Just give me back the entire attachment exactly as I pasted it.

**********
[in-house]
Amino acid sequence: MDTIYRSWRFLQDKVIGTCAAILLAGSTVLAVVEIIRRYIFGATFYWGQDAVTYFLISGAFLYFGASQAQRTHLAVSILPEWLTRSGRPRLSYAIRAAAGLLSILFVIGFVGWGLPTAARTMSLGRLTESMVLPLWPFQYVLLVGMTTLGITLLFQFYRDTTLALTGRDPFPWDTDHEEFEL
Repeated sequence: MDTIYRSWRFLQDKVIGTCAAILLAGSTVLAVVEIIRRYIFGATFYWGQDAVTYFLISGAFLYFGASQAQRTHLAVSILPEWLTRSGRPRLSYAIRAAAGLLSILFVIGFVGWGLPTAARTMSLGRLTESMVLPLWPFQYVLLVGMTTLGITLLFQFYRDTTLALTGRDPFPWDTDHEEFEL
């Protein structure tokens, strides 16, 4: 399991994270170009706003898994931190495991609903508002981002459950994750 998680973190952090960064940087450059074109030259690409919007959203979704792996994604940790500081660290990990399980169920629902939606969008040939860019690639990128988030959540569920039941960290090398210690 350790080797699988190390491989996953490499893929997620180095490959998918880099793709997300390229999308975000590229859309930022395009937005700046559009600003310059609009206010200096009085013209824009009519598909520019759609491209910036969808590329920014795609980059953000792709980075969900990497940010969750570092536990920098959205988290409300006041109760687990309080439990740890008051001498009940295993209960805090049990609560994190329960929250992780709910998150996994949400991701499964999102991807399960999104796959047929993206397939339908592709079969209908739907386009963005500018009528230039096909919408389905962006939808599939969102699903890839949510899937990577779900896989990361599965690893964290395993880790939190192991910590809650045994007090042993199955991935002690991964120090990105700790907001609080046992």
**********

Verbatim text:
[in-house]
Amino acid sequence: MDTIYRSWRFLQDKVIGTCAAILLAGSTVLAVVEIIRRYIFGATFYWGQDAVTYFLISGAFLYFGASQAQRTHLAVSILPEWLTRSGRPRLSYAIRAAAGLLSILFVIGFVGWGLPTAARTMSLGRLTESMVLPLWPFQYVLLVGMTTLGITLLFQFYRDTTLALTGRDPFPWDTDHEEFEL
Repeated sequence: MDTIYRSWRFLQDKVIGTCAAILLAGSTVLAVVEIIRRYIFGATFYWGQDAVTYFLISGAFLYFGASQAQRTHLAVSILPEWLTRSGRPRLSYAIRAAAGLLSILFVIGFVGWGLPTAARTMSLGRLTESMVLPLWPFQYVLLVGMTTLGITLLFQFYRDTTLALTGRDPFPWDTDHEEFEL
């Protein structure tokens, strides 16, 4: 399991994270170009706003898994931190495991609903508002981002459950994750 998680973190952090960064940087450059074109030259690409919007959203979704792996994604940790500081660290990990399980169920629902939606969008040939860019690639990128988030959540569920039941960290090398210690 350790080797699988190390491989996953490499893929997620180095490959998918880099793709997300390229999308975000590229859309930022395009937005700046559009600003310059609009206010200096009085013209824009009519598909520019759609491209910036969808590329920014795609980059953000792709980075969900990497940010969750570092536990920098959205988290409300006041109760687990309080439990740890008051001498009940295993209960805090049990609560994190329960929250992780709910998150996994949400991701499964999102991807399960999104796959047929993206397939339908592709079969209908739907386009963005500018009528230039096909919408389905962006939808599939969102699903890839949510899937990577779900896989990361599965690893964290395993880790939190192991910590809650045994007090042993199955991935002690991964120090990105700790907001609080046992």